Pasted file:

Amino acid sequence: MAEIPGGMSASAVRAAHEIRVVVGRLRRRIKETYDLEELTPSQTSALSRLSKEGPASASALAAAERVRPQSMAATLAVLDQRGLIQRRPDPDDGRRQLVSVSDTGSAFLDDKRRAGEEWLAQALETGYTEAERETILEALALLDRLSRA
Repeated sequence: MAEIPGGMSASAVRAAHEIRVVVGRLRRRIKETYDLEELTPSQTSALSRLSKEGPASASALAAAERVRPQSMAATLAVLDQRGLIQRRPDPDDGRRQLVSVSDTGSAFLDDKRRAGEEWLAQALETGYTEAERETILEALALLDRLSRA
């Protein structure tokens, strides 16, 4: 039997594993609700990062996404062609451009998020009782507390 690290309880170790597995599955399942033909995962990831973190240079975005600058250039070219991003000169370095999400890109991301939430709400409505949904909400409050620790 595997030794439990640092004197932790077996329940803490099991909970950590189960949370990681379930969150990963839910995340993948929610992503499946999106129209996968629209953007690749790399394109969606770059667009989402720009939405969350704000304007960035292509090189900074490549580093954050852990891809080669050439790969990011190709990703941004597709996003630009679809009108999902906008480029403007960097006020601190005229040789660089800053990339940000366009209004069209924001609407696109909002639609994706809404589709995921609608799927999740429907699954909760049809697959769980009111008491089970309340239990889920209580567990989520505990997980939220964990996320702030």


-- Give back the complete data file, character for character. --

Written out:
Amino acid sequence: MAEIPGGMSASAVRAAHEIRVVVGRLRRRIKETYDLEELTPSQTSALSRLSKEGPASASALAAAERVRPQSMAATLAVLDQRGLIQRRPDPDDGRRQLVSVSDTGSAFLDDKRRAGEEWLAQALETGYTEAERETILEALALLDRLSRA
Repeated sequence: MAEIPGGMSASAVRAAHEIRVVVGRLRRRIKETYDLEELTPSQTSALSRLSKEGPASASALAAAERVRPQSMAATLAVLDQRGLIQRRPDPDDGRRQLVSVSDTGSAFLDDKRRAGEEWLAQALETGYTEAERETILEALALLDRLSRA
């Protein structure tokens, strides 16, 4: 039997594993609700990062996404062609451009998020009782507390 690290309880170790597995599955399942033909995962990831973190240079975005600058250039070219991003000169370095999400890109991301939430709400409505949904909400409050620790 595997030794439990640092004197932790077996329940803490099991909970950590189960949370990681379930969150990963839910995340993948929610992503499946999106129209996968629209953007690749790399394109969606770059667009989402720009939405969350704000304007960035292509090189900074490549580093954050852990891809080669050439790969990011190709990703941004597709996003630009679809009108999902906008480029403007960097006020601190005229040789660089800053990339940000366009209004069209924001609407696109909002639609994706809404589709995921609608799927999740429907699954909760049809697959769980009111008491089970309340239990889920209580567990989520505990997980939220964990996320702030």